“This poem and the one following are from a cycle of thirteen on “La Mort de Marie” (The Death of Marie) that constitute the second part of Le Second Livre des Amours. Most, if not all, of these poems sing Ronsard’s love, not of the idealized Marie d’ Anjou, as is most often thought, but of Marie de Clèves, wife of Henri de Bourbon, prince de Condé. See the CéardMénager-Simonin edition, where the editors note the influence on Ronsard of Petrarch’s poems on the death of Laura. Therein Ronsard found a theme that unified the second part of his own Second Livre des Amour.s and concealed its intended subjects: Marie de Clèves and the grieving Henri III. There are numerous echoes of Petrarch in this sequence.
— Lyrics of the French Renaissance: Marot, Du Bellay, Ronsard, footnote, pg. 288
The following is an email of mine to a critic of a post of mine on this site who felt (inexplicably to me) that I had disclosed information in a post about someone from my distant past that I shouldn’t have.
The offending passage in my post (to me innocuous), which caused my relative to complain, was as follows: “There was a Scotch guy named Frank. And, a German guy named Joe, who, in retrospect, I thought might have been gay. He was a very nice man.”
The following is the text of my email in response to the relative who objected to the comment in my post:
The entry I wrote about the experience at the conference was brief. But it could have been even more concise.
I could have simply said, “In 1962, I attended an international youth conference at Springfield College in Springfield, MA. I had a wonderful time. The people were wonderful and I enjoyed meeting them very much.”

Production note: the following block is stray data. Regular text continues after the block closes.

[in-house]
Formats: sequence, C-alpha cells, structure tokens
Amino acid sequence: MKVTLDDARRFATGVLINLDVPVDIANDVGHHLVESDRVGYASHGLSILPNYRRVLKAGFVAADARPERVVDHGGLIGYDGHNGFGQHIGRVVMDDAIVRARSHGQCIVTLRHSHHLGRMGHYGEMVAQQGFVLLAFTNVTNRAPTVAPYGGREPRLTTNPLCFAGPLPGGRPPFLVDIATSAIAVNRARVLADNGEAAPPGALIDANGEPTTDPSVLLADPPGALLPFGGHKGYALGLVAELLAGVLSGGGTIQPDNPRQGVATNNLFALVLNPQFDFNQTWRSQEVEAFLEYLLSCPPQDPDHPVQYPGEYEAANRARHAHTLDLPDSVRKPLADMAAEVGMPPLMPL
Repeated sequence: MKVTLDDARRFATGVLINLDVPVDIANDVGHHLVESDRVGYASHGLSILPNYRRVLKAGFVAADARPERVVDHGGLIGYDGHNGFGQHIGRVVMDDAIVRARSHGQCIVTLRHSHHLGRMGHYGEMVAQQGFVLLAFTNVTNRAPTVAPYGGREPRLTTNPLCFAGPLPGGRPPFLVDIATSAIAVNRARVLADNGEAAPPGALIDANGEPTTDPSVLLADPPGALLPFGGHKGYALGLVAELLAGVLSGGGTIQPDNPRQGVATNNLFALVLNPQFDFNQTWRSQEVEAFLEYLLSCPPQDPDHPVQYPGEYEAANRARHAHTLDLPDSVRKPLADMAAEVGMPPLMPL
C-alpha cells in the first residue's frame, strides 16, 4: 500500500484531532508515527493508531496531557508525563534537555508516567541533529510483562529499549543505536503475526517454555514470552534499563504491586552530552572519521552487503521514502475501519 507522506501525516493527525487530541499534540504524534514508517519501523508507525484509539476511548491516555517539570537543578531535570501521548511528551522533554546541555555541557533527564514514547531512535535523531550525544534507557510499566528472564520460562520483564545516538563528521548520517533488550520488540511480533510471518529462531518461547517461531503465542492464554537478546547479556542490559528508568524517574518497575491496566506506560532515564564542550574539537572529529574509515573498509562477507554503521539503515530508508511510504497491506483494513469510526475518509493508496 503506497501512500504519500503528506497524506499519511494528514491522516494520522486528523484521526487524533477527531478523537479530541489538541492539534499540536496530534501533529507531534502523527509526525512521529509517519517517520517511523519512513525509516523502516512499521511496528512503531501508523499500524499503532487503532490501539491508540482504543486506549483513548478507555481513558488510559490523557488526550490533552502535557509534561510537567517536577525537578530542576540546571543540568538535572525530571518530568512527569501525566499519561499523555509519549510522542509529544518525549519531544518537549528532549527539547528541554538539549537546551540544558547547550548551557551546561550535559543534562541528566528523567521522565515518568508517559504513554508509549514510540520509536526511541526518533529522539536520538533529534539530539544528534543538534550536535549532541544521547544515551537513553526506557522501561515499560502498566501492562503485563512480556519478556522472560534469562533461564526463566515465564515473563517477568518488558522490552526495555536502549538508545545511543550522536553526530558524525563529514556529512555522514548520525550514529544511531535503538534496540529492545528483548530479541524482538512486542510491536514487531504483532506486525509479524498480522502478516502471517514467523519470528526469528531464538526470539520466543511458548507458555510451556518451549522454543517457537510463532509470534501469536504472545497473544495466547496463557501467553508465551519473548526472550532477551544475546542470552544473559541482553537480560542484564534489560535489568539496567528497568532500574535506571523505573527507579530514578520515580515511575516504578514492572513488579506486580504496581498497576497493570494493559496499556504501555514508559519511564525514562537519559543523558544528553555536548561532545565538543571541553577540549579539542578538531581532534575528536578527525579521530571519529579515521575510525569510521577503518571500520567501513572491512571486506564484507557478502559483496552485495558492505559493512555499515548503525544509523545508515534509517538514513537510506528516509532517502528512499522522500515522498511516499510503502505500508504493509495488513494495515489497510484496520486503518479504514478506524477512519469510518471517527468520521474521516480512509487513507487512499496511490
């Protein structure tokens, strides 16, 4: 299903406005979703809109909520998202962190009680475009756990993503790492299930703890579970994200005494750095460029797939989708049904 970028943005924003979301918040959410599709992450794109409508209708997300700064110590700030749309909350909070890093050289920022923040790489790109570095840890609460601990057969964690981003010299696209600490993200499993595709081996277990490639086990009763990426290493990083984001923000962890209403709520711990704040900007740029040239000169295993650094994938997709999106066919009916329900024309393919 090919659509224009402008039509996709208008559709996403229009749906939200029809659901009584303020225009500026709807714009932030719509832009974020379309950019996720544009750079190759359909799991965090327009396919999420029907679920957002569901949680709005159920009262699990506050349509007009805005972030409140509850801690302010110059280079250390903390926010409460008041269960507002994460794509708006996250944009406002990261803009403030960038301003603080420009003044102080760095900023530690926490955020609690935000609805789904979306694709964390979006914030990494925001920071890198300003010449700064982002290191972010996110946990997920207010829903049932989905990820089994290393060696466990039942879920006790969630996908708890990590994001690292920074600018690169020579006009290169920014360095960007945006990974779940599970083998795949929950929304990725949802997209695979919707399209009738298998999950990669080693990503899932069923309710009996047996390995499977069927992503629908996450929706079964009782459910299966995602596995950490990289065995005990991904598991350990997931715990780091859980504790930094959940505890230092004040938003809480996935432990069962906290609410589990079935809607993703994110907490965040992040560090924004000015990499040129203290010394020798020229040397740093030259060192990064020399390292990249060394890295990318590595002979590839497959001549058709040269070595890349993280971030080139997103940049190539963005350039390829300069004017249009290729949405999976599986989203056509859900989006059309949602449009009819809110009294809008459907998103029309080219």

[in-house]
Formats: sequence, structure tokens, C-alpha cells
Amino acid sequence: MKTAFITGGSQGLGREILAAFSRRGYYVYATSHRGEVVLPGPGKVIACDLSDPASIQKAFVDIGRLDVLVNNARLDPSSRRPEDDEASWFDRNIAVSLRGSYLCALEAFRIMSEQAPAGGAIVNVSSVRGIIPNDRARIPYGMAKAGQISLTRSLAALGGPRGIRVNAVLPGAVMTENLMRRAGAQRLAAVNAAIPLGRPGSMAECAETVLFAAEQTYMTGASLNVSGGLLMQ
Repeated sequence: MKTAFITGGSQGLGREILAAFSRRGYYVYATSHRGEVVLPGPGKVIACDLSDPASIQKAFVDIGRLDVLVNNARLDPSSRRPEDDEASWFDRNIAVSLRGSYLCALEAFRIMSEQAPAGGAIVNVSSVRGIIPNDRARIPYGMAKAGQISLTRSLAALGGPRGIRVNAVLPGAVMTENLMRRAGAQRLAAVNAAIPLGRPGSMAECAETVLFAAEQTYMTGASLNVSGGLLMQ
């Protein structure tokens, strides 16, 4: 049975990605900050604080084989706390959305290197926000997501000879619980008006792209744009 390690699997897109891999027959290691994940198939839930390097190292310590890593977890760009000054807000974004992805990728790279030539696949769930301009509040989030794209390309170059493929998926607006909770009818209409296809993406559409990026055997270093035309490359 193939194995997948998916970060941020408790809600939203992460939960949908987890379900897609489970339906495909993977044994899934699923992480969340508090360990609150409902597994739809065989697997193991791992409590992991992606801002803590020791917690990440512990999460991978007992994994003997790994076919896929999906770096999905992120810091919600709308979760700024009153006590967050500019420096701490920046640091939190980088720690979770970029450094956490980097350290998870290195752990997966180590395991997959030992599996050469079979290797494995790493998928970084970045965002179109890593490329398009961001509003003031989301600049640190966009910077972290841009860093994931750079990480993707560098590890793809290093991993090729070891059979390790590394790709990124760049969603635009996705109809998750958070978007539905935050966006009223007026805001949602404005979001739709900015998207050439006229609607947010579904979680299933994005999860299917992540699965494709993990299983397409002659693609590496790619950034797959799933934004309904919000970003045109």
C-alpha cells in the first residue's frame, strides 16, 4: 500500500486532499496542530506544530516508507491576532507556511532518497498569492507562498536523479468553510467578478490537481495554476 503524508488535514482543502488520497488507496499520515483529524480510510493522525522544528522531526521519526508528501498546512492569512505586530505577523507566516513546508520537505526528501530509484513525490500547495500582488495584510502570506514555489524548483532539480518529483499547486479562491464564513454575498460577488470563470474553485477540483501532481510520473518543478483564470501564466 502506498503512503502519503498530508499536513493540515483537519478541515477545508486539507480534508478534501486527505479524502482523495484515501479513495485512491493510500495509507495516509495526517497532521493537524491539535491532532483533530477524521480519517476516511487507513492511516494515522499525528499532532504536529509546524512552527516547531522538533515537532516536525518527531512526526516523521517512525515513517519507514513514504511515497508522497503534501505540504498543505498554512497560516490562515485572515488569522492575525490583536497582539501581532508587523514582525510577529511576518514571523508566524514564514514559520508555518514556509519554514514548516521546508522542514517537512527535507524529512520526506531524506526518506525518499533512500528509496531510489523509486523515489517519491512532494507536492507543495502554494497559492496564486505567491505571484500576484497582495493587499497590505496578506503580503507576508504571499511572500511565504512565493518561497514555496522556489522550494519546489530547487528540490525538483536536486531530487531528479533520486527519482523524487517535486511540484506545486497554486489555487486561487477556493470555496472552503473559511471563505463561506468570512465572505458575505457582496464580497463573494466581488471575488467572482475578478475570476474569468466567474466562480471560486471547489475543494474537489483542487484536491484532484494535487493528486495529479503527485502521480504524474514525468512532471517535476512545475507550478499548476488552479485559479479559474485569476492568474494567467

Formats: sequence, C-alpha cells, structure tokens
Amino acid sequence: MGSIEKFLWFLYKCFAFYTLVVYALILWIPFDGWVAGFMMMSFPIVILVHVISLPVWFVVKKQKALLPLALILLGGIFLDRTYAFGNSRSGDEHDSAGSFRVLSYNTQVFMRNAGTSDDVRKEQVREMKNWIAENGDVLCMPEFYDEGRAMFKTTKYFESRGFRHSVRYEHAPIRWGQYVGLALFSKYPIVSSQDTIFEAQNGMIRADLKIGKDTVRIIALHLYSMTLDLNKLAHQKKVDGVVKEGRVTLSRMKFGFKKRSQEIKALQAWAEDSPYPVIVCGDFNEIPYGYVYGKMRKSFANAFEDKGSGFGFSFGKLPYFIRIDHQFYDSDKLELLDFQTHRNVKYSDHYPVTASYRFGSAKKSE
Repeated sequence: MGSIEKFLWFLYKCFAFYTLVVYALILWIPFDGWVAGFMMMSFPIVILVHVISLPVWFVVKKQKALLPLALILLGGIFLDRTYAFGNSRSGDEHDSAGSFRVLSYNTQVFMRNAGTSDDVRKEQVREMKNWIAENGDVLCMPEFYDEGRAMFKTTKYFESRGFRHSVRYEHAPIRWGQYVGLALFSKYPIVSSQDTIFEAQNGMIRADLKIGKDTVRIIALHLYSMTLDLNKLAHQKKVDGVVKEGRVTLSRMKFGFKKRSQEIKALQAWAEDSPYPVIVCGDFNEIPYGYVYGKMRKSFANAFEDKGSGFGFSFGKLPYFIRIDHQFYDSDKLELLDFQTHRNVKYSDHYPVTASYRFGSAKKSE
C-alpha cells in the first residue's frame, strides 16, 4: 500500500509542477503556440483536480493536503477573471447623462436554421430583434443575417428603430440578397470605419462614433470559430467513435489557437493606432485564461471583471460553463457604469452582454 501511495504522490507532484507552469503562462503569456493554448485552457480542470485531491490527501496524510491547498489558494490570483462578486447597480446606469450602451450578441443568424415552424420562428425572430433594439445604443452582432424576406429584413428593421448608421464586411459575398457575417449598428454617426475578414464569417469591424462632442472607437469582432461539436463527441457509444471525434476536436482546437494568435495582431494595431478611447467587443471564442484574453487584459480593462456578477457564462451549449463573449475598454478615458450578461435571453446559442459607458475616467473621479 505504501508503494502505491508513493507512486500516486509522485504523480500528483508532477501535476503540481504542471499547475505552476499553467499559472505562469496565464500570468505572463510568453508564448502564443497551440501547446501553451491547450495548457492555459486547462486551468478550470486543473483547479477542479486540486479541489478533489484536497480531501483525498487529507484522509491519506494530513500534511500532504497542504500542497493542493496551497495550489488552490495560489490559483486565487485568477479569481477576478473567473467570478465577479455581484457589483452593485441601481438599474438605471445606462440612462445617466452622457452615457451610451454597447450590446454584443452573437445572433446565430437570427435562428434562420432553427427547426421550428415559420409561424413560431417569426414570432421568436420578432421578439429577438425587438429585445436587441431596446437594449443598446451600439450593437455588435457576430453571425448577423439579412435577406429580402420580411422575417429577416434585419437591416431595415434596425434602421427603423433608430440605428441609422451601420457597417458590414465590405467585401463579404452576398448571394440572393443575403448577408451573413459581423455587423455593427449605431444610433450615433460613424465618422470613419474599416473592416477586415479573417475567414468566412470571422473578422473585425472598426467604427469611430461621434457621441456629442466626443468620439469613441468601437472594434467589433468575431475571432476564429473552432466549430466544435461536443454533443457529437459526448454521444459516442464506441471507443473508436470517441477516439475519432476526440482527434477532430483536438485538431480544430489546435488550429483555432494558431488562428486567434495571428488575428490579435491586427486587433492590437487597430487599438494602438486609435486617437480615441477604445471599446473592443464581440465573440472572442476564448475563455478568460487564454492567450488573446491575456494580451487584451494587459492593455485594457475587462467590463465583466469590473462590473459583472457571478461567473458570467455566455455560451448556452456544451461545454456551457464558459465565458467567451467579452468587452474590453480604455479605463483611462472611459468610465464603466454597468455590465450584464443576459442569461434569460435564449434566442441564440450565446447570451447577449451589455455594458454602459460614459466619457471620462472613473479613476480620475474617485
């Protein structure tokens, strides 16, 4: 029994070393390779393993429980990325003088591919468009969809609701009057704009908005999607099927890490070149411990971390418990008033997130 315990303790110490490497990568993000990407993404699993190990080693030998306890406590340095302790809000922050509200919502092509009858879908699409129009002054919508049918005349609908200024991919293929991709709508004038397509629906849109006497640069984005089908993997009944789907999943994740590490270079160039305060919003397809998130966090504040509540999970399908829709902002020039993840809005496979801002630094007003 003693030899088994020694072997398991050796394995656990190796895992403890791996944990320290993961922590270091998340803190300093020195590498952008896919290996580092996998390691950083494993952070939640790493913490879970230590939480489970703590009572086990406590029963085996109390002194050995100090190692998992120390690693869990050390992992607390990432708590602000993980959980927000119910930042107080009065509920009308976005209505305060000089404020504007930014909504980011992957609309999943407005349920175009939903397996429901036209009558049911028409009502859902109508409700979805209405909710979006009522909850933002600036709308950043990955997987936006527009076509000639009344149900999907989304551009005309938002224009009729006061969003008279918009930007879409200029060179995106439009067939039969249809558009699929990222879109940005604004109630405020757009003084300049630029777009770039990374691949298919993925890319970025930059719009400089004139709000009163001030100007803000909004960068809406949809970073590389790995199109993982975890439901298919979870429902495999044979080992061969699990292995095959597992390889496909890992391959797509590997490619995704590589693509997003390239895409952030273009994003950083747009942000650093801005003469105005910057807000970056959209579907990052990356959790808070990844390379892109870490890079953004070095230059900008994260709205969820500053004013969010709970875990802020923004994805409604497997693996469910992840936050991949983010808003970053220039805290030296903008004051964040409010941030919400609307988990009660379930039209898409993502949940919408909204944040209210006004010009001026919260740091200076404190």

You objected to one tangential, retrospective comment in the article referring to a person identified only by his first name whom I met at an event over 53 years ago.
It was a sort of “extraneous” remark, but I do not feel it was in any way harmful.
In public posts of this sort — the case can be different when it comes to someone writing a book of a confessional nature — stuff about one’s sex life and uncomplimentary mentions of acquaintances and old friends should be kept out.
I believe in my blog I have said a lot of nice things about people and have made a point of emphasizing the good memories.
An exception might be one of my high school memoirs covering events of 50 years ago in which I said that two teachers, whom I named, were horrible teachers and that a popular physical education teacher and a baseball coach, whom I named, treated me poorly when I tried out for the baseball team.
In writing, I try to work in details that come to mind. I feel that that’s what makes a piece interesting. I rely on memory, intuition, and a mental process of association in doing this. It is a very satisfying kind of mental activity.
It’s the particulars that give the piece life. No experience, no person is quite the same as any other. That’s what makes life so interesting. And, most experiences aren’t plain vanilla, white bread stuff. People have funny idiosyncrasies. Funny things happen. Things don’t hew to the norm. There are all sorts of surprises, twists, and turns.
I feel that the little details make for interesting reading, make the piece credible, make it work, make it clear just what the experience was, make the story believable to the reader.